Drol wrote:
Tuesday, 26 June 2007 14:50:29 PHT
Although Bohol is just a small island-province, the way people talk (accent and intonation) from one town to another varies significantly. Will this page elaborate about it, too? I think it's still relevant and equally interesting.
Jeremy wrote:
Sunday, 17 June 2007 13:11:39 PHT
But anyhow we all shouldn't be reply to an uneducated Filipino (which of whom are extremely hard to find) who does not appreciate the diversity of his homeland, such as Rolando
Jeremy wrote:
Sunday, 17 June 2007 13:06:56 PHT
Does Angryboholano realise that bohol is in 'the provinces'??
Angryboholano wrote:
Saturday, 9 June 2007 01:14:34 PHT
Yeah! bisaya rocks!!
Angryboholano wrote:
Saturday, 9 June 2007 01:13:04 PHT
Excuse me! Not all boholanos pronounce "y" to "j"..that only happens in provinces, and not all..
Rolando Osmond wrote:
Tuesday, 5 June 2007 21:21:39 PHT
To All Cebuano Speakers, Good Day to all of you. Dapat mag-aral po kayo ng Tagalog!!! Darating ng Panahon na mawawala na ang mga Languages dito sa Pilipinas. Ang maiiwan lang po ang Tagalog at English. Maramaing Salamat Po!!!

Sometimes silence is the best answer... Jeroen.

Nick Horan wrote:
Wednesday, 28 March 2007 08:07:05 PHT
Ikaw all have given me a mabuti iitindihan of language situation in the Philippines. Aking ancetary is from Ireland where parents would lose thier childern if they were caught speeking in Gaelic. The British did all they could to rob us of our native tounge. That is what an oppressive Gov't does. Pakisuyo, mahal at repect others languages. Roland needs to learn something! Ako just start to learn Tagalog cuz ako marry a Filipina from Manila. Pakisuyo ulit, all just get along with language situation as it is now. Ako mahal ng Philippine poeple!!!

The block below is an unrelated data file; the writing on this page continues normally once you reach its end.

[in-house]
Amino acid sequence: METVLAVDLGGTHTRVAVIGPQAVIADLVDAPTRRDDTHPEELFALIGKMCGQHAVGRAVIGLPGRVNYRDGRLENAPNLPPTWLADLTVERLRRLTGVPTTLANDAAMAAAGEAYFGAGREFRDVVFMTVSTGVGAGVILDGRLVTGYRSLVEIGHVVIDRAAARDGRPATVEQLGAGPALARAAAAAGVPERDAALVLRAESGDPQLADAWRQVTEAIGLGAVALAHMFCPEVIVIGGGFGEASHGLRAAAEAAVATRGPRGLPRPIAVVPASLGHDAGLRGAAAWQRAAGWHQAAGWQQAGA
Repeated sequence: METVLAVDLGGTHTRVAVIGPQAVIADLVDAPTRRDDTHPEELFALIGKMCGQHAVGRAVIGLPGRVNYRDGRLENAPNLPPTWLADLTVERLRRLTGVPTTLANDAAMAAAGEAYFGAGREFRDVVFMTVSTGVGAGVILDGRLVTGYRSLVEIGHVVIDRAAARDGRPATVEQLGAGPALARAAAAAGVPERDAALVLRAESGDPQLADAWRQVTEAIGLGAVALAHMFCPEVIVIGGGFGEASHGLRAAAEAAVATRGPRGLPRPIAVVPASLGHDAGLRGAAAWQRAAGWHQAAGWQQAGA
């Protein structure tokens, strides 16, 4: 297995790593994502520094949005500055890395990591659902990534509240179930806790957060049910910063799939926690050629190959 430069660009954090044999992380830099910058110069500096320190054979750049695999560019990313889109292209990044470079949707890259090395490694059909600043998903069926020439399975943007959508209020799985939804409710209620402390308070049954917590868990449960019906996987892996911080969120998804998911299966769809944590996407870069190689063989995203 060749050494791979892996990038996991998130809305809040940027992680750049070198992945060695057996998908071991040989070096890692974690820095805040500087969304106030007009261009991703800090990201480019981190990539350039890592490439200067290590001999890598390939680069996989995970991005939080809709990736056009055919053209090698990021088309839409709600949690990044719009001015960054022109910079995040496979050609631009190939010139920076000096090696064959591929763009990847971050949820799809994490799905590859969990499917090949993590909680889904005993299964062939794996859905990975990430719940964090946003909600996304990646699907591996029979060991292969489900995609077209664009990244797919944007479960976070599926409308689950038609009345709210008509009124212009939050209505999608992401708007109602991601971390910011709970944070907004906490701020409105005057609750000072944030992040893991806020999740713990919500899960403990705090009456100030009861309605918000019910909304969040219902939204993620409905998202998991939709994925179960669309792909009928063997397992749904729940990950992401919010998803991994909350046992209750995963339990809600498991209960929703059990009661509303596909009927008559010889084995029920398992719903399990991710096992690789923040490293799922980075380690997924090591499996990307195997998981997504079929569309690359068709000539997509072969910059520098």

Invictus wrote:
Monday, 26 February 2007 00:55:54 PHT
Anyway, why would we give a damn to someone so rude and uneducated as the one like Rolando who's so insecure, you know... let's move on... and have another topic... btw, who would you vote among the senatoriables?
LouEsc wrote:
Monday, 26 February 2007 00:38:53 PHT
Rolando, know what, it is just a matter of experience. Like a diamond, you'll only marvel the beauty of it less if you haven't taken a glance on the other side... there is no language that is better than the other for every one of them has its own unique usage and governing ways... what might be wrong for one side might not be wrong in the other... ako lang maingon ba nga tan-awa sa ang pikas... ug damha ang kaanindot sa isig pinulungan... there's no point of contention if a language is seen as uniquely its own than being judge using the parameters of other language... BISAYA ROCKS!!!!